Belfast Telegraph

Leeman out to make up for red card woe which cost him final

By Graham Luney

Paul Leeman has unfinished business with the Setanta Sports Cup.

The centre-back and Michael Halliday should be the only players in the Crusaders squad with the experience of playing in the all-Ireland final but that opportunity was cruelly taken away from Leeman when he was harshly sent off in the 2008 semi-final.

The then Glentoran skipper was shown a red card when he tangled with Drogheda United’s Declan O'Brien and conceded a penalty.

It was a harsh call but the Glens, who finished with nine men after Jason Hill was also sent off late on, survived to conquer the holders 1-0 and take on Cork City in the decider.

Alan McDonald’s side lost the final 2-1, Leeman a frustrated spectator.

Against Derry City at his old stomping ground — the Oval — on Saturday, Leeman is determined to have the last laugh.

“I should be able to talk about playing in a Setanta Cup final but I never made it after being sent off,” said the 34-year-old who has pocketed every medal in the domestic game.

“As Glentoran skipper it did hurt me a lot to miss the final.

“It was very disappointing and frustrating so from a personal point of view this final means a lot to me as well as Crusaders.

“It would give me a lot of personal satisfaction to get a Setanta Cup winner’s medal but for that to happen the team will need to perform to their maximum,” he said.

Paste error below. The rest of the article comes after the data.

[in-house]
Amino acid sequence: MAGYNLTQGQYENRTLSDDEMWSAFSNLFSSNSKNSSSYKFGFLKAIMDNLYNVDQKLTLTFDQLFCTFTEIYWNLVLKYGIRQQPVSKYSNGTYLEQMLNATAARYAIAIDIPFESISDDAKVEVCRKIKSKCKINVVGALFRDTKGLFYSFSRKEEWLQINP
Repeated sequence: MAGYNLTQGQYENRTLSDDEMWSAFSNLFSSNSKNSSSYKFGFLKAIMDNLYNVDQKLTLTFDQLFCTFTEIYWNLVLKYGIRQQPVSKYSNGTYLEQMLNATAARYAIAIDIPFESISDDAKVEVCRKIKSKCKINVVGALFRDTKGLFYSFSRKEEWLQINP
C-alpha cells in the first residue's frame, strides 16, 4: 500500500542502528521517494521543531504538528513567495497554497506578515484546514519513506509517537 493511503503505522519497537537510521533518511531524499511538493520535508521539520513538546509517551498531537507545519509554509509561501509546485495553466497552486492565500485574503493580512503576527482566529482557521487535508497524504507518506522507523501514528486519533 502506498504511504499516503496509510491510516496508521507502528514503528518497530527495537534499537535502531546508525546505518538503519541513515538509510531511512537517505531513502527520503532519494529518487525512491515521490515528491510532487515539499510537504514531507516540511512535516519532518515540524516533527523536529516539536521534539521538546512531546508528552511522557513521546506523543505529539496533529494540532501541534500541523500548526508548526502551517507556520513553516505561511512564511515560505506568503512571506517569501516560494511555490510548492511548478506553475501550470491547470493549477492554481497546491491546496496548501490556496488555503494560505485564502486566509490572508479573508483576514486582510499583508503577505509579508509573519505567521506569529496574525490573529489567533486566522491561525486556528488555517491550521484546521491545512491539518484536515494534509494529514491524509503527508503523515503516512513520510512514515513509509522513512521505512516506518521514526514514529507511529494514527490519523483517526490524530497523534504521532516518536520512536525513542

“We should have done better in the Irish Cup final — we didn’t take our chances — but instead of dwelling on that disappointment all summer, at least we have the opportunity to think about another trophy.

“It would be a massive achievement for a club like Crusaders to win the Setanta Cup and of course it’s the only trophy I haven’t won.

“The boys will have to show the hunger needed to get across the line in these big games. We’re going to have to be on top of our game.”

Leeman, a former team-mate of City boss Declan Devine, was close to quitting football last summer when then Glentoran boss Scott Young told him he was being released.

However, the Umbro representative’s decision to join the Crues has been vindicated by an IRN-BRU Cup winner’s medal, Irish Cup final appearance — that 4-1 defeat to Linfield on Saturday — and now a say in the Setanta Cup decider.

“It’s a dream final in many ways for the players,” added Leeman. “Derry City v Crusaders at the Oval — it has generated a lot of interest and it’s perhaps what the competition needed after its future was uncertain with difficulties surrounding scheduling.

“We know Rory Patterson very well and there’s no question City will be hard to beat.

“They’re a top side and they’ll be well organised but after beating Sligo Rovers we are entitled to believe we have a chance.”

Crusaders are the third Irish League side to progress to the all-Ireland final after Linfield (twice) and Glentoran (once).

The Blues won the inaugural tournament in 2005 but since then the southern sides have earned the bragging rights.

At least the trophy is certain to travel north this year but the Hatchetmen want the Irish League flag to be flying proudly on Saturday evening.

“I think the big difference has been the attitude to training in the two leagues,” added Leeman.

“The southern teams have put in that extra night’s training which should make them fitter and sharper,” he said.

“But I think we are making progress in that area and the two performances against Sligo Rovers proved that we can raise our game and match the top sides,” the seasoned Leeman said.

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